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J Pak Med Assoc. 2010 Apr;60(4):253-6.

Continuous versus interrupted technique of ventricular septal defect (VSD) closure in total correction for tetrology of Fallot pertaining to residal VSD.

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1
National Institute of Cardiovascular Diseases, Karachi.

Abstract

OBJECTIVE:

To analyze the outcome of continuous versus interrupted closure technique of ventricular septal defect (VSD) closure in Tetrology of Fallot with reference to postoperative residual VSD after total correction.

METHODS:

A randomised control study was conducted between January 2008 to December 2008 at The Department of Cardiac Surgery, National Institute of Cardiovascular Diseases (NICVD), Karachi. The results of total correction (T.C) of VSD in patients with Tetralogy of Fallot, with emphasis on the suturing technique and eventually on the occurrence of residual ventricular septal defect(VSD) were analyzed. Transventricular as well as transatrial route was used to approach VSD. In thirty patients VSD was closed with 5/0 proline continuous double ended suture while in remaining 30 (50%) patients VSD was closed with interrupted 5/0 prolene double ended sutures. Postoperative echocardiography was done in all patients as a routine on second postoperative day, to document residual VSD.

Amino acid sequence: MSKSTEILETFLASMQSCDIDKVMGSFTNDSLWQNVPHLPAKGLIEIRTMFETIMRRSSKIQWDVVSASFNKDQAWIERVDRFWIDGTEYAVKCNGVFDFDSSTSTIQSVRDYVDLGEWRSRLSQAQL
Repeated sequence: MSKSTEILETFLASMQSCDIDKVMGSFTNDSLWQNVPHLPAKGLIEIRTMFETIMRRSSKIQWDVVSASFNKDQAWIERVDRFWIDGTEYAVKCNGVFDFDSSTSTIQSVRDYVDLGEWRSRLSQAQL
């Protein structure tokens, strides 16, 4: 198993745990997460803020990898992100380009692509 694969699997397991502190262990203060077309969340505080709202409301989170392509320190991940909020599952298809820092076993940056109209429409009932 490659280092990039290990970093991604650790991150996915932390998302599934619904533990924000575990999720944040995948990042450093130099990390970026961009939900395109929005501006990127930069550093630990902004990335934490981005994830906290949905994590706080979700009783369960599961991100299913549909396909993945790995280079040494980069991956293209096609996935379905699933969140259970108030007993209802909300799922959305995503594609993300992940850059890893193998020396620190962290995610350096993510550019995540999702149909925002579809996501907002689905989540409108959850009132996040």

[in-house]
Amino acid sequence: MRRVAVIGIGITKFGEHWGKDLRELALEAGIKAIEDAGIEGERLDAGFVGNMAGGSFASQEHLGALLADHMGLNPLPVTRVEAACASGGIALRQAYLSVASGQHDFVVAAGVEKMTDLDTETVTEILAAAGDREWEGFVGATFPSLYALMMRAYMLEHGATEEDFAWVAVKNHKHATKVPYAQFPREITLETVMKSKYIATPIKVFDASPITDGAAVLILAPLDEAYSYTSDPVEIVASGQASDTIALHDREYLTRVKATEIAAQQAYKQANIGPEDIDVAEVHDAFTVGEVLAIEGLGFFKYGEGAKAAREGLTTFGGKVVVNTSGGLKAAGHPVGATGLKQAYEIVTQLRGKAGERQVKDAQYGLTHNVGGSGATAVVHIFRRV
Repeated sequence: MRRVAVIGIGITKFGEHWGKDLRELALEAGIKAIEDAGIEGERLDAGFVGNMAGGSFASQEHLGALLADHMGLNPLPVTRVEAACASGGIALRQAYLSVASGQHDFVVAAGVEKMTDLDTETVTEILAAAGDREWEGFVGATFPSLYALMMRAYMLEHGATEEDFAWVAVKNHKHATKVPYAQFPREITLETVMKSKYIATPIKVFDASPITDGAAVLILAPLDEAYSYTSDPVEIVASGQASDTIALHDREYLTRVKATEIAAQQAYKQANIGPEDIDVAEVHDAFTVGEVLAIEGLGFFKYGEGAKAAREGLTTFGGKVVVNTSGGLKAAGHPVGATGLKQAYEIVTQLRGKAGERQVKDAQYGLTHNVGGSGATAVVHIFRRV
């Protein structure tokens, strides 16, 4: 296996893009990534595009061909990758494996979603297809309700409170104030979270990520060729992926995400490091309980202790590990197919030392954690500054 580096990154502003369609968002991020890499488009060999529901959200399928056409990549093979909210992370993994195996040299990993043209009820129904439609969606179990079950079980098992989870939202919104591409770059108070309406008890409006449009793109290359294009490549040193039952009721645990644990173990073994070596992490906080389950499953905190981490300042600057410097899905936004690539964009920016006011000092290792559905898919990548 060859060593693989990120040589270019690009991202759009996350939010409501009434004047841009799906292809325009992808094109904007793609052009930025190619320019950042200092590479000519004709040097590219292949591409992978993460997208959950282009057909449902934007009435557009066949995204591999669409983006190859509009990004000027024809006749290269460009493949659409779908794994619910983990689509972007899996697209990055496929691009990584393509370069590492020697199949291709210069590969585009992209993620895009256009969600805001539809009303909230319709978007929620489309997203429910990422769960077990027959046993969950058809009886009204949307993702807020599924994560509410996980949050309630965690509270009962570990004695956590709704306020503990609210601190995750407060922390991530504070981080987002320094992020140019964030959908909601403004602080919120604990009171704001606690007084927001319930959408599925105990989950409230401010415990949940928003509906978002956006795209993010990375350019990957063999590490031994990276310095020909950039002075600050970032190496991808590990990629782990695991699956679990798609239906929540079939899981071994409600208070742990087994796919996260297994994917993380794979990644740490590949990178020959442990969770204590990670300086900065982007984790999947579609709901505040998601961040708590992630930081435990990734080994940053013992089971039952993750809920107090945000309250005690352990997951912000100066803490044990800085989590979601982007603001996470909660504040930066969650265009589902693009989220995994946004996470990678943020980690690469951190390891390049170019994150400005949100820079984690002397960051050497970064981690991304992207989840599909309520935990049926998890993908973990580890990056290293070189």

RESULTS:

The study included 60 (100%) patients with T.O.F. There were 20 (33.3%) females and 40 (66.6%) males with ages ranging between 04 to 18 years (mean 13.025 +/- 2.123 years). Postoperative echocardiography showed residual VSD in 05 (8.3%) patients at posteroinferior rim of VSD. Of these 05 cases, in four VSD had been closed with continuous 5/0 proline double ended sutures, and one had VSD closed with interrupted 5/0 double ended sutures.

CONCLUSION:

Residual VSD is common with continuous suturing technique as compared to interrupted suturing technique. This is perhaps because of poor myocardium quality and higher RV pressures in our patients presenting at a late age. Small (less than 05 milimeter) residual VSD can be treated conservatively in haemodynamically stable patients.

PMID:
20419963
[Indexed for MEDLINE]
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